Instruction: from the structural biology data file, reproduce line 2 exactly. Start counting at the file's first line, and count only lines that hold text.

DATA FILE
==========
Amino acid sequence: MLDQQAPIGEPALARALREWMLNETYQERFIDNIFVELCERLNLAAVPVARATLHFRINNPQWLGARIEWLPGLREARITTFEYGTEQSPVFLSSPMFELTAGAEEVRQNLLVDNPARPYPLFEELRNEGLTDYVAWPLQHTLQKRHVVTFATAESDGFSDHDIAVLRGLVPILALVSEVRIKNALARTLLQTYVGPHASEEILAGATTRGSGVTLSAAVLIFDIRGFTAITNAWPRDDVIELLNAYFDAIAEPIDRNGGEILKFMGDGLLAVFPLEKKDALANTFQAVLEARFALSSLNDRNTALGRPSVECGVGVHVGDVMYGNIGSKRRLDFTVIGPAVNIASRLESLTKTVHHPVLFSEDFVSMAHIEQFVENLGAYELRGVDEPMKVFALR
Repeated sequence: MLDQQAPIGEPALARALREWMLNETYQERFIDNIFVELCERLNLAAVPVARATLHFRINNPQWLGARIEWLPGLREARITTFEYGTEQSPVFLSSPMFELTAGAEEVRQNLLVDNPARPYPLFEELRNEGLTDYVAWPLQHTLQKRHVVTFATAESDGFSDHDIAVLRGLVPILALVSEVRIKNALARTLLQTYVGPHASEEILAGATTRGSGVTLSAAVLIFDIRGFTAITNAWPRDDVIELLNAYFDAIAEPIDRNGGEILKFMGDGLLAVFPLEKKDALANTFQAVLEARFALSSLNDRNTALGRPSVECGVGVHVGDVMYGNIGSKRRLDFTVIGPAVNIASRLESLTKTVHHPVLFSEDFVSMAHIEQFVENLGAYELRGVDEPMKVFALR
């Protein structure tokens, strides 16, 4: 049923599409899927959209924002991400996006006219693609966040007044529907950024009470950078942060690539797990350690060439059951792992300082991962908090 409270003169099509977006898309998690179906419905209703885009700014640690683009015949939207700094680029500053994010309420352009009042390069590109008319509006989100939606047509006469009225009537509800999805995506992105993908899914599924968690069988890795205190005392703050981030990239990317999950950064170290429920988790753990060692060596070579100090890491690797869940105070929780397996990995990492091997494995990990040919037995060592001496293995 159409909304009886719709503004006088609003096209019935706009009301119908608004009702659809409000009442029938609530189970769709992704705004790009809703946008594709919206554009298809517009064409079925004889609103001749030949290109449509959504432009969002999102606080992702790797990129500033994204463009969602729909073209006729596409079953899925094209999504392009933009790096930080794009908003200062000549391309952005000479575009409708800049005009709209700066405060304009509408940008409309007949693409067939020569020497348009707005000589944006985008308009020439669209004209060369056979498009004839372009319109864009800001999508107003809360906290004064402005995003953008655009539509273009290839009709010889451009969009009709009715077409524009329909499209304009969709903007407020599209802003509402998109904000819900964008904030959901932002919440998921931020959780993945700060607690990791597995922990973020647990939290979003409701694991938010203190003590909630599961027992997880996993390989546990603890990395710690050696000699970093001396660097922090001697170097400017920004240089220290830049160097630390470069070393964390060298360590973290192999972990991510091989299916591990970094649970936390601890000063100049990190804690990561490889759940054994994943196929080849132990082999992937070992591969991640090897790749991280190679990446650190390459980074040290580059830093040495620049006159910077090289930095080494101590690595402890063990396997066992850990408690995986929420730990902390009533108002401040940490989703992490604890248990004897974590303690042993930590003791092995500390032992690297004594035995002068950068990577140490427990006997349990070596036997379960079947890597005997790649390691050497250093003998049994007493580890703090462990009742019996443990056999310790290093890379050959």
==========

Repeated sequence: MLDQQAPIGEPALARALREWMLNETYQERFIDNIFVELCERLNLAAVPVARATLHFRINNPQWLGARIEWLPGLREARITTFEYGTEQSPVFLSSPMFELTAGAEEVRQNLLVDNPARPYPLFEELRNEGLTDYVAWPLQHTLQKRHVVTFATAESDGFSDHDIAVLRGLVPILALVSEVRIKNALARTLLQTYVGPHASEEILAGATTRGSGVTLSAAVLIFDIRGFTAITNAWPRDDVIELLNAYFDAIAEPIDRNGGEILKFMGDGLLAVFPLEKKDALANTFQAVLEARFALSSLNDRNTALGRPSVECGVGVHVGDVMYGNIGSKRRLDFTVIGPAVNIASRLESLTKTVHHPVLFSEDFVSMAHIEQFVENLGAYELRGVDEPMKVFALR